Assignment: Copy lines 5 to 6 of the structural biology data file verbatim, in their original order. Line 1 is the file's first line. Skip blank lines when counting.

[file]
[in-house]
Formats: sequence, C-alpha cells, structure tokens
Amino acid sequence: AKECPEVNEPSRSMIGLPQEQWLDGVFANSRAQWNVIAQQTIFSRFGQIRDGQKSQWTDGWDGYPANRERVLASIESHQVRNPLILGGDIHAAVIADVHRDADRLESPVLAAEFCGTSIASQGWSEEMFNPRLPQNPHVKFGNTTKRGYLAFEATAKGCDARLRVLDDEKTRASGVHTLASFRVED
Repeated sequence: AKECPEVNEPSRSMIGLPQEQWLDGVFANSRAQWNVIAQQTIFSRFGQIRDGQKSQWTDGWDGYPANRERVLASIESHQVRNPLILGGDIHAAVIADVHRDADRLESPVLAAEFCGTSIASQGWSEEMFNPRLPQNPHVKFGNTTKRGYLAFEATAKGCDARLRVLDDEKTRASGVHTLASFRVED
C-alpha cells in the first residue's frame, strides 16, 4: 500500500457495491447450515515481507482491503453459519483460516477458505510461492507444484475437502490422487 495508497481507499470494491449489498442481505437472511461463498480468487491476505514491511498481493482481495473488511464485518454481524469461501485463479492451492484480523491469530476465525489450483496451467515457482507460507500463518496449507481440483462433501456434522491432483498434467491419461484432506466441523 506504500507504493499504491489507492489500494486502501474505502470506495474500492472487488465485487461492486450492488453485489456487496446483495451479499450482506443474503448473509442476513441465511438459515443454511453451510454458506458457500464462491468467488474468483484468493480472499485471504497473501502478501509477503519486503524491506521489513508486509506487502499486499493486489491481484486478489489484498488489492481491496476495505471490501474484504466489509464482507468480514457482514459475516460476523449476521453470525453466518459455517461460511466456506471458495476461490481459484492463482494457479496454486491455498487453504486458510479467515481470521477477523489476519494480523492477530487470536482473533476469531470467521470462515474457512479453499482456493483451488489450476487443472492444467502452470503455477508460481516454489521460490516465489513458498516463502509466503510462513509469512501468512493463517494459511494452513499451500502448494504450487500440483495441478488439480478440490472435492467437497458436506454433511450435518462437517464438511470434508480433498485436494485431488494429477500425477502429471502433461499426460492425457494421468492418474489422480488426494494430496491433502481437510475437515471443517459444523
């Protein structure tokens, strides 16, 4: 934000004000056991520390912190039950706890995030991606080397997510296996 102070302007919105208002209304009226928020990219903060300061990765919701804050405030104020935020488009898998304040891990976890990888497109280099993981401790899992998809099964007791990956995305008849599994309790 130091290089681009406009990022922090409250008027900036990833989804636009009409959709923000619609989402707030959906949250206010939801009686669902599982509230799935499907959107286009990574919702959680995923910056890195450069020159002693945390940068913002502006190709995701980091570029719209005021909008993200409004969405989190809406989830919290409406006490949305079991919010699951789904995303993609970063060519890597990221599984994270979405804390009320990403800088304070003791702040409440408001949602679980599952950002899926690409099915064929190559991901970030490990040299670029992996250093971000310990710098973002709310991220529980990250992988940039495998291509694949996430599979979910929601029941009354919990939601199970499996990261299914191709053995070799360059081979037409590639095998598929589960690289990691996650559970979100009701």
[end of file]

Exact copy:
C-alpha cells in the first residue's frame, strides 16, 4: 500500500457495491447450515515481507482491503453459519483460516477458505510461492507444484475437502490422487 495508497481507499470494491449489498442481505437472511461463498480468487491476505514491511498481493482481495473488511464485518454481524469461501485463479492451492484480523491469530476465525489450483496451467515457482507460507500463518496449507481440483462433501456434522491432483498434467491419461484432506466441523 506504500507504493499504491489507492489500494486502501474505502470506495474500492472487488465485487461492486450492488453485489456487496446483495451479499450482506443474503448473509442476513441465511438459515443454511453451510454458506458457500464462491468467488474468483484468493480472499485471504497473501502478501509477503519486503524491506521489513508486509506487502499486499493486489491481484486478489489484498488489492481491496476495505471490501474484504466489509464482507468480514457482514459475516460476523449476521453470525453466518459455517461460511466456506471458495476461490481459484492463482494457479496454486491455498487453504486458510479467515481470521477477523489476519494480523492477530487470536482473533476469531470467521470462515474457512479453499482456493483451488489450476487443472492444467502452470503455477508460481516454489521460490516465489513458498516463502509466503510462513509469512501468512493463517494459511494452513499451500502448494504450487500440483495441478488439480478440490472435492467437497458436506454433511450435518462437517464438511470434508480433498485436494485431488494429477500425477502429471502433461499426460492425457494421468492418474489422480488426494494430496491433502481437510475437515471443517459444523
């Protein structure tokens, strides 16, 4: 934000004000056991520390912190039950706890995030991606080397997510296996 102070302007919105208002209304009226928020990219903060300061990765919701804050405030104020935020488009898998304040891990976890990888497109280099993981401790899992998809099964007791990956995305008849599994309790 130091290089681009406009990022922090409250008027900036990833989804636009009409959709923000619609989402707030959906949250206010939801009686669902599982509230799935499907959107286009990574919702959680995923910056890195450069020159002693945390940068913002502006190709995701980091570029719209005021909008993200409004969405989190809406989830919290409406006490949305079991919010699951789904995303993609970063060519890597990221599984994270979405804390009320990403800088304070003791702040409440408001949602679980599952950002899926690409099915064929190559991901970030490990040299670029992996250093971000310990710098973002709310991220529980990250992988940039495998291509694949996430599979979910929601029941009354919990939601199970499996990261299914191709053995070799360059081979037409590639095998598929589960690289990691996650559970979100009701």